The five defendants are all frail and have long-term repercussions from the torture they experienced at hidden CIA “black” sites between 2002 and 2006, according to their lawyers.
The trial of suspected September 11 mastermind Khalid Sheikh Mohammed and four other defendants will resume on Tuesday, just days before the 20th anniversary of the attacks, raising new hopes for justice and revenge.
Mohammed and his co-defendants, who have been held at the US naval facility in Guantanamo Bay, Cuba, for nearly 15 years in the “War on Terror” jail, will appear before the military trial here for the first time since early 2019.
However, following a 17-month hiatus due to the coronavirus epidemic, the case is expected to resume where it left off, with the defence attempting to invalidate most of the government’s evidence as tainted by the defendants’ torture while in CIA custody.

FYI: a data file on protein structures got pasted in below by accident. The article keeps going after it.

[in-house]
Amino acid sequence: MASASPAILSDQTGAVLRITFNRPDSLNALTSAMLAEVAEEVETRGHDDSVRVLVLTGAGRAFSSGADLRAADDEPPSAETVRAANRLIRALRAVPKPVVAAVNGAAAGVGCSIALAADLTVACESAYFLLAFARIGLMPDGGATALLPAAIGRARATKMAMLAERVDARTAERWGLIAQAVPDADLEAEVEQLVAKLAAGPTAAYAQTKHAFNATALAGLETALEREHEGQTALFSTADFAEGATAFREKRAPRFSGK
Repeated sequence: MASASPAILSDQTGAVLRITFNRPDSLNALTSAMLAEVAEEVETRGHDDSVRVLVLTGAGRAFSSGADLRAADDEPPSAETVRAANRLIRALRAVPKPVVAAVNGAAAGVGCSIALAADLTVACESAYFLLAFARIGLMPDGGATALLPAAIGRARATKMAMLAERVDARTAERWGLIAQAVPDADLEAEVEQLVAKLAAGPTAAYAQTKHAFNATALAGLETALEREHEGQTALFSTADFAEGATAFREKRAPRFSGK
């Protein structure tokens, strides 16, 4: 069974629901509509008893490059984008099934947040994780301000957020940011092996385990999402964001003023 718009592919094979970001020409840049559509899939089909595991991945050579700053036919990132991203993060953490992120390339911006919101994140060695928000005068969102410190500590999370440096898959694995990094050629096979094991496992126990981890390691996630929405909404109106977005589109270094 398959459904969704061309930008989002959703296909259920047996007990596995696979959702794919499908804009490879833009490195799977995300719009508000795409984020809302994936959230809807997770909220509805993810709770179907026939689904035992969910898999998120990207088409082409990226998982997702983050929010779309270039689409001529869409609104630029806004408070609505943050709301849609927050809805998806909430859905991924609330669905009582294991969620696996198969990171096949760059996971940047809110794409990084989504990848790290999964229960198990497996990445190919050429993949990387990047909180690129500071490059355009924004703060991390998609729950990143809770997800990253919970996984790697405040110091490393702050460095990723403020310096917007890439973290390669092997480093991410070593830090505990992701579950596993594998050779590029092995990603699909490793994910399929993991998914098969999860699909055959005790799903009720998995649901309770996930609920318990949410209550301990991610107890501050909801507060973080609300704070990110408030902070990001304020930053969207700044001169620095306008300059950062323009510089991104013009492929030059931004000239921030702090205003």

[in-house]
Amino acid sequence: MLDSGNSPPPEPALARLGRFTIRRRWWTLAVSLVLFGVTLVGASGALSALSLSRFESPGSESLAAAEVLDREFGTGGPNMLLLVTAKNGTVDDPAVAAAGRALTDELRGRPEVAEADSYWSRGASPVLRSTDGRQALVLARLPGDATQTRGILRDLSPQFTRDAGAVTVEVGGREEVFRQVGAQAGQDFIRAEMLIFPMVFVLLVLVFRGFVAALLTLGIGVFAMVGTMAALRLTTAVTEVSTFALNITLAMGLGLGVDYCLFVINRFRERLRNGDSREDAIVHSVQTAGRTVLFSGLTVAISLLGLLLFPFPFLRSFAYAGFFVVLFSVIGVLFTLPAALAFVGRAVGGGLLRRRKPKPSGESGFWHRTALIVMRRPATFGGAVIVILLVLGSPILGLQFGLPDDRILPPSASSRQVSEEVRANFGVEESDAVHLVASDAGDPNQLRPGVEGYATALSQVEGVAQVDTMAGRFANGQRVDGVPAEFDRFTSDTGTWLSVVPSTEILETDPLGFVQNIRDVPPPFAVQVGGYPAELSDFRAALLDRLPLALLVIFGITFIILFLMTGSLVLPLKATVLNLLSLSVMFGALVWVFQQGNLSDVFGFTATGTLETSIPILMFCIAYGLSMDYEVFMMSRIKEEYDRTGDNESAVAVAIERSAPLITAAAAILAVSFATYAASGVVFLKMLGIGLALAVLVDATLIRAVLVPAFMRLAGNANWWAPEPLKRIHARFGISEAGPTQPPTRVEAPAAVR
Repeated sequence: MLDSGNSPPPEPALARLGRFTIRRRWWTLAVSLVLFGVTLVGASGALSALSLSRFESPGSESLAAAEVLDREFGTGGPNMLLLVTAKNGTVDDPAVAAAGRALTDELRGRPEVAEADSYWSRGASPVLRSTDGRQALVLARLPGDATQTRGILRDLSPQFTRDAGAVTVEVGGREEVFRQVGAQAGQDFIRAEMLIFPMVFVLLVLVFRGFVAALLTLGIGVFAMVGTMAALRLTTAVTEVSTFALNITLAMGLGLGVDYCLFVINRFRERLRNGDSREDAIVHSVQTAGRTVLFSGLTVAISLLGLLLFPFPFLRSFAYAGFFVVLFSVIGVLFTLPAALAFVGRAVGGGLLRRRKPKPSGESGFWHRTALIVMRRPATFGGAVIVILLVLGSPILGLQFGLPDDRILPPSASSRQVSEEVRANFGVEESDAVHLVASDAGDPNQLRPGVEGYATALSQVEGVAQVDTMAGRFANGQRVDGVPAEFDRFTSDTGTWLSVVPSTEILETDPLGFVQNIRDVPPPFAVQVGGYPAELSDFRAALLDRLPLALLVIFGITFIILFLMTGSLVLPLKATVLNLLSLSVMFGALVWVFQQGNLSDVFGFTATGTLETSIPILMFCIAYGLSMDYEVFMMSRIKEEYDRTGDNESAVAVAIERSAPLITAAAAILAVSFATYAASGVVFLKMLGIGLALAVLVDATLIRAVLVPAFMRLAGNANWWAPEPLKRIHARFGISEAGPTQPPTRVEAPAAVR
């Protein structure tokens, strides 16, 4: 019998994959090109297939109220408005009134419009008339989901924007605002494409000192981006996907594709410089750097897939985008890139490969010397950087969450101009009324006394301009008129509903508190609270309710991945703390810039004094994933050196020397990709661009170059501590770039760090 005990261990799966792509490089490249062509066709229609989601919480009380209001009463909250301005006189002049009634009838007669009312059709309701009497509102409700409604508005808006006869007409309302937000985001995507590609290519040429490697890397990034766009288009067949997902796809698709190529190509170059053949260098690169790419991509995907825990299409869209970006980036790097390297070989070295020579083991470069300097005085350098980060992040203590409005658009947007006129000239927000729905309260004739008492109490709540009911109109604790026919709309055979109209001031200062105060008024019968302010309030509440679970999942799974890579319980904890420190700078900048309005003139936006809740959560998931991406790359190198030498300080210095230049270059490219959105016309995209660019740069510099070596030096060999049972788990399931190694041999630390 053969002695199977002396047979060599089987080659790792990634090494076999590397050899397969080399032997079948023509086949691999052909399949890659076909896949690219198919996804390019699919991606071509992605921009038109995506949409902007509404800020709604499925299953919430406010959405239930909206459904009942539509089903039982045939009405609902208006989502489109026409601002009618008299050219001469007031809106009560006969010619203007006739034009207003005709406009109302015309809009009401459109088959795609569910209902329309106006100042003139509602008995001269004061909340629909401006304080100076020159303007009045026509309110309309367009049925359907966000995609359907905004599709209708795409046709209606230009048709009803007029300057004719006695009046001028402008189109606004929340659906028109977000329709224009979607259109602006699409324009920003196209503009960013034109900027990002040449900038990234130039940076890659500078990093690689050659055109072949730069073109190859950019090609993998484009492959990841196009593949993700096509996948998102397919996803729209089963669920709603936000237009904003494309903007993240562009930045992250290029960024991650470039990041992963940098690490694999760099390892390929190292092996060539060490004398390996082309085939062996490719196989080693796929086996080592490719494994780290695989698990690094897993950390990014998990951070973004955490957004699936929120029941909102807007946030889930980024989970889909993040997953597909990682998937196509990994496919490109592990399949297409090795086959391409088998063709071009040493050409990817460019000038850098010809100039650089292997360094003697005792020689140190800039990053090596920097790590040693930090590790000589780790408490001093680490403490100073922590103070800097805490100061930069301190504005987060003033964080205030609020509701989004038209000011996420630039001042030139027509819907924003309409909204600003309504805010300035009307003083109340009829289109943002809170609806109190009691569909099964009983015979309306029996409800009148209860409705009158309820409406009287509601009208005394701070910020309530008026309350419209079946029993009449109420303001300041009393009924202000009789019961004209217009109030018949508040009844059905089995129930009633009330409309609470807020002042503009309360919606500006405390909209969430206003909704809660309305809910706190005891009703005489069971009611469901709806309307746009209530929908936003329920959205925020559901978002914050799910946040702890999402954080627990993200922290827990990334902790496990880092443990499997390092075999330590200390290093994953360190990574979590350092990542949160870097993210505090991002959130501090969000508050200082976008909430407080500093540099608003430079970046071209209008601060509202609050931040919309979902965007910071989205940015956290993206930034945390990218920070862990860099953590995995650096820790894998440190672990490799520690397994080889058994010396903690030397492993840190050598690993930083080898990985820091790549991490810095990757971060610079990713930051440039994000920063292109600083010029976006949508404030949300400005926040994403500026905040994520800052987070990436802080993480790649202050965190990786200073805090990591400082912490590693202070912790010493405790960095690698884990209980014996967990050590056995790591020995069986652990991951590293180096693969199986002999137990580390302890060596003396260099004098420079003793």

Air Force Colonel Matthew McCall, the case’s eighth military judge, suggested a slow start on Sunday, deciding to hold an opening hearing focusing on his own qualifications on Tuesday.
In a war crimes tribunal, lawyers for both parties are able to probe a new judge for possible bias.
Meetings with military prosecutors and defence teams will dominate the remainder of the week.
With dozens of motions pending to obtain evidence that military prosecutors refuse to provide, defence attorneys say the pretrial phase could easily go another year, putting any chance of a jury trial and verdict well off the horizon.
“I don’t know,” one defense attorney, James Connell, said when asked if the case might ever reach that point.